Posted by: beckbamberger | December 18, 2012

Bosslessness: Fluff or Fortune?

Bosslessness: Fluff or Fortune?

Could it actually be? Are we on the verge of a colossal culture change in the workplace? National companies like Morning Star, SEMCO and W.L. Gore have tried and tested this workplace structure with great success but does this model have utility across the board?

How does it work?

As it stands, bosslessness is a seemingly straightforward concept–a workplace in which there is not one seeded head hauncho but rather, a collective governing group comprised of the employees of a company.  Tasks are self-generated and evaluations are left to the group.  Domestically, Morning Star makes this work via a mission that “envisions an organization of self-managing professionals who initiate communication and coordination of their activities with fellow colleagues, customers, suppliers and fellow industry participants, absent of directives from others.” Similarly, W.L Gore, based in Delaware and ranked frequently as company with a great work environment, employs 9,000 people in 50 locations around the world.  When management researcher Gary Hamel visited the company he initially envisioned a bossless company to be a management “cyborg,” devoid of all the traditional trappings of creating success in the workplace.  What he came to realize was that “Gore was deeply human…and [their] management model seemed wacky only because [we have] grown accustomed to the inhuman practices that predominated more in other companies.”  So is this model applicable in all businesses across the board? Many beg to differ.

Featured Flaws

By and large, Americans value individuality but this ideal seems to miss the mark when it comes to the workplace.  Monday through Friday, the majority of employees are arguably zombies pushing paper, ideas and themselves from point A to point B.  The majority of these employees are looking to be led – looking to leave at the end of the day having done the least to garner the most.  The problem isn’t the idea of bosslessness, in theory it seems legitimate.  The problem with bosslessness is our workplace culture of apathy; we are not ready to work hard enough to make this structure successful.

And what about the psychological truism of ‘group think?’  This is another marked flaw of a bossless work environment.  Arguably, the only way to protect against a group thinking and making decisions in a way that discourages creativity and individual responsibility is to have quality control in the form of a boss or CEO.  There is simply too much at stake in business to allow employees to self govern without having it all potentially fall off the deep end.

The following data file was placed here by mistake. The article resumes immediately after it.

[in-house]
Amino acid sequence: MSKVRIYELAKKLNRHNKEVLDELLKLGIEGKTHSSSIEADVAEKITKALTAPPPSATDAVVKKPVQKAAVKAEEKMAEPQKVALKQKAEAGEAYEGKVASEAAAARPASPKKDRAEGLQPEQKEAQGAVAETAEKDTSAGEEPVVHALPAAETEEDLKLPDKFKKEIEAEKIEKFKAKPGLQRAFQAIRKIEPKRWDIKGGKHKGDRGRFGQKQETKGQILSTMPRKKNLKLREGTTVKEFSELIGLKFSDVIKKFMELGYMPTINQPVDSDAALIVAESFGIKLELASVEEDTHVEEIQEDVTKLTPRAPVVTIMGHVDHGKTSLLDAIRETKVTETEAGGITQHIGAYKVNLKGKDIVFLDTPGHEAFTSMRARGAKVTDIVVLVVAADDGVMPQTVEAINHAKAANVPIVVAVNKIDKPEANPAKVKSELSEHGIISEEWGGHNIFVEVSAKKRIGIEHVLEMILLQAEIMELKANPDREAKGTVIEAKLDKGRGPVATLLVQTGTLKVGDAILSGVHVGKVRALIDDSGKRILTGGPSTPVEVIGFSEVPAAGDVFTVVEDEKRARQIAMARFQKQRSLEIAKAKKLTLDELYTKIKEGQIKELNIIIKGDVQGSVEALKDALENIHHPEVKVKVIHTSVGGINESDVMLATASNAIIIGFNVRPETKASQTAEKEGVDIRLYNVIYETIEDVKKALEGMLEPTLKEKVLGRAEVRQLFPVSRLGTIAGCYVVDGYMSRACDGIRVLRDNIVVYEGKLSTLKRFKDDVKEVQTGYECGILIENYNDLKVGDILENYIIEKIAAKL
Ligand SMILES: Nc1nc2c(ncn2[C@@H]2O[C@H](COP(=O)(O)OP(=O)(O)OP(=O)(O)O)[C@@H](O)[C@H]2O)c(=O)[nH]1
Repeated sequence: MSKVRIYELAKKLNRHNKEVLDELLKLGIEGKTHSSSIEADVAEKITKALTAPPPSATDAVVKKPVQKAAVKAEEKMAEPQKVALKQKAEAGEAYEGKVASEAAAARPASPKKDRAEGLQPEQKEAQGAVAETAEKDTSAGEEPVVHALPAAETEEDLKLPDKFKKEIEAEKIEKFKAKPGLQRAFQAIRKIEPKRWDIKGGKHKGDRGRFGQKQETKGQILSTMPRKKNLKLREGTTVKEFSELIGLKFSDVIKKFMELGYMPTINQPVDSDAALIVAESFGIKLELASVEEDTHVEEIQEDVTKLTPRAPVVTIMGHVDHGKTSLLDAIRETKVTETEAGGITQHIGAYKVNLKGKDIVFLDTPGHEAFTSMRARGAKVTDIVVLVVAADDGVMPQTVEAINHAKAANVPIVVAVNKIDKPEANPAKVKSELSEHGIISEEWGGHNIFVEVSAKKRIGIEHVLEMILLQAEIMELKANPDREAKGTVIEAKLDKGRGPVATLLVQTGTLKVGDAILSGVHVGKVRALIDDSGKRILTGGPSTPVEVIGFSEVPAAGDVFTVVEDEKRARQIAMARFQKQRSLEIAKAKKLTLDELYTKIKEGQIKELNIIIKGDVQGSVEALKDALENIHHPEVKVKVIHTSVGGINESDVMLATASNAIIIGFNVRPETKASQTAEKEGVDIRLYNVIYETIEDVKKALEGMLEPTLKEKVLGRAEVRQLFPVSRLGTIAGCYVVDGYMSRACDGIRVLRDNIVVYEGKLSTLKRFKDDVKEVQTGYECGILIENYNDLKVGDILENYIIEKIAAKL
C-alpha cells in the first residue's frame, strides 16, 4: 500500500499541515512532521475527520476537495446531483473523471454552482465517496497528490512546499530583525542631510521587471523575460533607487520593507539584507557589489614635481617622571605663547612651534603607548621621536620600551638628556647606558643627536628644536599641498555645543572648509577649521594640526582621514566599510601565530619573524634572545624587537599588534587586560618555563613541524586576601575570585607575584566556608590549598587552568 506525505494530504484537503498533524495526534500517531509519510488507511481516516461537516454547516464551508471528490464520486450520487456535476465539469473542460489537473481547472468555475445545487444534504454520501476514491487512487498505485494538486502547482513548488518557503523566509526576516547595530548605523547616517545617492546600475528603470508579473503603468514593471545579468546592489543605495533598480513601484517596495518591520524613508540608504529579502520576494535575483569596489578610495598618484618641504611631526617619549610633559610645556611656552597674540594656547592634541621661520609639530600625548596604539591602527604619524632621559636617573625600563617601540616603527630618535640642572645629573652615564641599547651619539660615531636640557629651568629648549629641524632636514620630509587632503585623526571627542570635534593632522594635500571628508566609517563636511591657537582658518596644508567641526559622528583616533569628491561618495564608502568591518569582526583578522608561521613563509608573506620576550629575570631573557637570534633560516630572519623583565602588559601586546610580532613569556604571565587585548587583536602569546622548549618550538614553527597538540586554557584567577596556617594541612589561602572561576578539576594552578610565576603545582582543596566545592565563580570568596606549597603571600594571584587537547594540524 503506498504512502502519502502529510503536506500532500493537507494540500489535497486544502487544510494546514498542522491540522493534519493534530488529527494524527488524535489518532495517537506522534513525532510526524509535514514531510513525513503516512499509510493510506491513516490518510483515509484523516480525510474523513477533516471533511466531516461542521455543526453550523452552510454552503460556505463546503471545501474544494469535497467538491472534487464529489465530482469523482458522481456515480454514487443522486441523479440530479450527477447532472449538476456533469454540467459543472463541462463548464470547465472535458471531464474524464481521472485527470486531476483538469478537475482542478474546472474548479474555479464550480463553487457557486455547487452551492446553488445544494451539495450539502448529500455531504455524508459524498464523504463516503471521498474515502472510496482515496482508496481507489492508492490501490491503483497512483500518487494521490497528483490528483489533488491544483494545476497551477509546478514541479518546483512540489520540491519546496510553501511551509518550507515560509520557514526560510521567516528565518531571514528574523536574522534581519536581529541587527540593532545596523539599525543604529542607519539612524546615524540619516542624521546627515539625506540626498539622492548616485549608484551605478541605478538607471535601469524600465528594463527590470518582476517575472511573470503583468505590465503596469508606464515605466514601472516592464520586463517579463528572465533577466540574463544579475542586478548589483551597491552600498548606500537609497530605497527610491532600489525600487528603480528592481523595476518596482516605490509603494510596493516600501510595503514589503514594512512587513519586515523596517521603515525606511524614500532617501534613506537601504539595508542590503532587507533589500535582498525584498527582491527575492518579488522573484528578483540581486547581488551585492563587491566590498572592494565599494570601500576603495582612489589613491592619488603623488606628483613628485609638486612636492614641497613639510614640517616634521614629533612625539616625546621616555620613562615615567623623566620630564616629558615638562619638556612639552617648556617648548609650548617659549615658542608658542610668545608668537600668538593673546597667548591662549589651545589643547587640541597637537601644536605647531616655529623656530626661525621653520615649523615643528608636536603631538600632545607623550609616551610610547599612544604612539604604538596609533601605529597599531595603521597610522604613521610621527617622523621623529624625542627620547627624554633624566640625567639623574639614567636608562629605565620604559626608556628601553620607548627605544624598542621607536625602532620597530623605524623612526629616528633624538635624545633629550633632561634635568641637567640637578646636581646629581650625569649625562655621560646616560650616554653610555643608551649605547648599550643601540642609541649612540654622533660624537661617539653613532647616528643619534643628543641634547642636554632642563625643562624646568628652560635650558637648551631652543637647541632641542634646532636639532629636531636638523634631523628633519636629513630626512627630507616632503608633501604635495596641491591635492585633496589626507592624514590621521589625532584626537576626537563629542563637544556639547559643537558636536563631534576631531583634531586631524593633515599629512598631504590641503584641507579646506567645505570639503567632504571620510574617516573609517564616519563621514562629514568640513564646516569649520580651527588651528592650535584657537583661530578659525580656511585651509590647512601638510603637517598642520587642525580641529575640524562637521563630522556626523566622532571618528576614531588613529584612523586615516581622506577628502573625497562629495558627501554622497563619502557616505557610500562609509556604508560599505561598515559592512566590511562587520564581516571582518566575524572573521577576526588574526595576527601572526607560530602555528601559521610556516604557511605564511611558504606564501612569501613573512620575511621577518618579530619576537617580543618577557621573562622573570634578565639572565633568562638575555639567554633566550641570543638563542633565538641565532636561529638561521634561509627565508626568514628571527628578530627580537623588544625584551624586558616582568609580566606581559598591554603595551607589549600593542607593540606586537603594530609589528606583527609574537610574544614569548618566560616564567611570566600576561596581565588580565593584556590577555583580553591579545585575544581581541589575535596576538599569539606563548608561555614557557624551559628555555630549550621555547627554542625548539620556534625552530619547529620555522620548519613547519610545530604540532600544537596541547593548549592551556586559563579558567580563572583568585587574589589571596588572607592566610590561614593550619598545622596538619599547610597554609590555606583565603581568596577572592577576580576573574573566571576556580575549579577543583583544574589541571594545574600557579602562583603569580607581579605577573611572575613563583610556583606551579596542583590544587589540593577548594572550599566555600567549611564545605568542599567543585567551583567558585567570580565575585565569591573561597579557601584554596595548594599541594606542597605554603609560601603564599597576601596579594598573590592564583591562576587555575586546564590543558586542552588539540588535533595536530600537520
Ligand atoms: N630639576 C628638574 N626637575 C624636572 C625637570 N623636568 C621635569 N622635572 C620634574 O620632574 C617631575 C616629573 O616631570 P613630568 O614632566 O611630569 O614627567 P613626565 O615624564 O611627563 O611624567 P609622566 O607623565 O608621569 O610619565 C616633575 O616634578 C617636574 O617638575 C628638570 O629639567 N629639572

The Value

The current workplace may be filled with generations of uninspired people who work 9-5 in corporate positions but the younger generations are standing up to this antiquated model.  Locally in San Diego, young people are creating a future that fits their standards, one that has meaning and value and allows them to bring their flare, individuality, leadership and expertise to the table.  At San Diego State University, students created a major for entrepreneurial management. Imagine that. A profession that many imagine as utilizing intrinsic ability rather than a background in higher education, is now finding its place in academia.

A monumental value of a bossless workplace is the creation of unprecedented creativity.  When there is no boss who determines your fate in financial stability, a major part of today’s society, the fear of being wrong and going against the grain is completely removed.  Ken Robinson, a very popular TED talks speaker (www.TED.com) asserts that as we age our creativity lowers as a result of the incredibly structured society we live in.  Children, who have yet to be pegged into a bracket of society, have the highest levels of creativity as outlined in a 1968 longitudinal study. In this study 1500 kindergarteners were tested on their ability to think divergently, a major aspect of creativity.  In their first test, 98% scored in the category of exceptionally creative.  Interestingly, as the test was retaken 5, 10, 15 years later, the level of creativity began to diminish drastically.  Perhaps inviting groups to break out of the hierarchal structure that is so pervasive in our society will bring us back to our roots of creativity.

How do we do it?

  • A major way to allow groups and individuals to succeed under a bossless structure is to increase mutual accountability of individuals to the overarching mission of the company as well as to one another.
  • When information flows freely and more people feel included, productivity grows.  Google for example uses the “snippets system” where employees log what they’ve completed to date and what they plan on tackling as they move forward.  This information is stored in a public place and automatically distributed throughout the company.
  • Look at this as an opportunity for culture change and anticipate gears to turn organically.

Wiggle Room

Not ready to jump ship and scrap it all?  Many successful companies have taken note of the value of removing hierarchal structures in certain aspects of the work place. For example, Netflix, who employs 900 people, allows employees unlimited vacation. Co-founder Reed Hastings says this model requires mature, responsible employees who care about high-quality work. Also, Adobe has scrapped yearly performance reviews in favor of more real-time feedback from managers.

Do you see value in operating in a bossless work environment? Would you adopt this completely or opt for baby steps instead?

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